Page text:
Patrick Castillo leads a multifaceted career as a composer, performer, writer, and educator. His music has been described as “restrained and reflective but brimming with a variety of texture and sound that draws you into its world” (I Care If You Listen) and has been presented at festivals and venues throughout the United States and internationally.
David T. Little Sets Dystopian Excess with Opera 'Dog Days'
Friday, September 09, 2016
A family slowly starves as war ravages America and decimates civilized society. A father hunts (“Get me my rifle!” he bellows as the curtain lifts), but returns empty-handed. A man in a dog suit comes begging for scraps and becomes a frequent visitor, inspiring a daughter’s affection, but her father and brothers’ contempt. “I heard in China people eat dogs.”
David T. Little’s Dog Days, based on a story by Judy Budnitz and setting a libretto by Royce Vavrek, uses a bracing score to psychoanalyze this family’s degeneration. Little grafts pop music, musical theater, industrial electronica, and other influences onto an expansive post-minimalist canvas, creating an opera in turns catchy, kitschy, beautiful and violent. Dog Days poses uncomfortable questions about human nature: how much can the bonds of a desperate family withstand? At our most wretched, what separates us from animals?
The company that gave Dog Days its sensational premiere in 2012 – a crack cast and the ensemble Newspeak, conducted by Alan Pierson – likewise appears on the opera’s premiere recording, and a fine document it is. Voices and instruments are captured with pristine clarity; Little’s hard-rock orchestration never obscures Vavrek’s unsparing text.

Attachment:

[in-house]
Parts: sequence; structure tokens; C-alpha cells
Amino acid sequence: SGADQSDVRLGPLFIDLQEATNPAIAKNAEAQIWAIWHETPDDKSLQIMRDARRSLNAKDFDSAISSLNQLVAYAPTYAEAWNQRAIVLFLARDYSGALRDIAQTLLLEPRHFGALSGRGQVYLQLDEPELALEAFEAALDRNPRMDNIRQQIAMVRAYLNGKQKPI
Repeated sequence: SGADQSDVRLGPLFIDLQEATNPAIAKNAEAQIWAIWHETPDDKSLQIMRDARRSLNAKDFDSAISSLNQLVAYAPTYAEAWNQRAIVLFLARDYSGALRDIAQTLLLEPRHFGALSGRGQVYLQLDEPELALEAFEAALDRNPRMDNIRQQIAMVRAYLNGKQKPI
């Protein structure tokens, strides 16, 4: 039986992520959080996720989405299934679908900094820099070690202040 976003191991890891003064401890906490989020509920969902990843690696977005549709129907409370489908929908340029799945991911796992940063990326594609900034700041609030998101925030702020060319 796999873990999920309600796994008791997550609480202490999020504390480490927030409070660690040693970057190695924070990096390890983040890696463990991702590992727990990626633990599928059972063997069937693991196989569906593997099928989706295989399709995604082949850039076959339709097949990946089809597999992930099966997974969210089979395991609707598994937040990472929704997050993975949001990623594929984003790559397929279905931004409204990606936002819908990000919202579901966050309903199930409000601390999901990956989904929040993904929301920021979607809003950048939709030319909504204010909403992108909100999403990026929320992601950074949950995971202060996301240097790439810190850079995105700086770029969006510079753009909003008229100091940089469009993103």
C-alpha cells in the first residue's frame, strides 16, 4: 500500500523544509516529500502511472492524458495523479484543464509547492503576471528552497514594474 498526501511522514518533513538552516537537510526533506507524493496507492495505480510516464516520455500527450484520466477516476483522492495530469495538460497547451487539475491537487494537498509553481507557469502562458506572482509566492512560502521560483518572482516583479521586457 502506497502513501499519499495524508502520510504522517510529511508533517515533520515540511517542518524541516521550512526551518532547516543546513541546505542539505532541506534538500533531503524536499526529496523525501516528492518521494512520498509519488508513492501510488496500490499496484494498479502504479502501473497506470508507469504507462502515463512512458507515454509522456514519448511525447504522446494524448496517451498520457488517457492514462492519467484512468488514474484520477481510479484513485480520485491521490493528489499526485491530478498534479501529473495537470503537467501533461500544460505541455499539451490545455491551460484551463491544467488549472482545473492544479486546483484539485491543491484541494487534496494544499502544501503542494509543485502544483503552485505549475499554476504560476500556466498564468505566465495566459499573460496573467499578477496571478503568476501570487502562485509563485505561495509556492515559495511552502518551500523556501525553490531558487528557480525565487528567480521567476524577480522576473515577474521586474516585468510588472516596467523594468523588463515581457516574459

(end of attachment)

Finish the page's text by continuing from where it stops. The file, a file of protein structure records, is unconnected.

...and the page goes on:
There are many highlights to celebrate here. Newspeak is smoking hot. The soloists are uniformly excellent, manifesting a distressed family dynamic with uncanny precision and nuance. James Bobick portrays the alpha-male father, disgraced by failing to provide for his family, with a vocal power that belies his remarkable expressive subtlety. Lauren Worsham, as the daughter, simultaneously breaks your heart and turns your stomach in “Mirror, Mirror,” in which the starving girl delights in her own emaciated image (“You look just like a model, Lisa!”).
Little sets the opera’s startling denouement to a sheer overwhelming tumult of feedback and drones. It makes for a harrowing evening at the theater. When Dog Days was produced at last year’s Prototype Festival, audiences left in dumbfounded horror. For all of the tale’s dystopian excess, the lasting dismay is personal: in such desperate straits, the opera asks, what would you be capable of? This valuable addition to the 21st-century discography preserves that challenge unsettlingly well.
David T. Little: Dog Days
VIA Records | Released September 9
This audio is no longer available.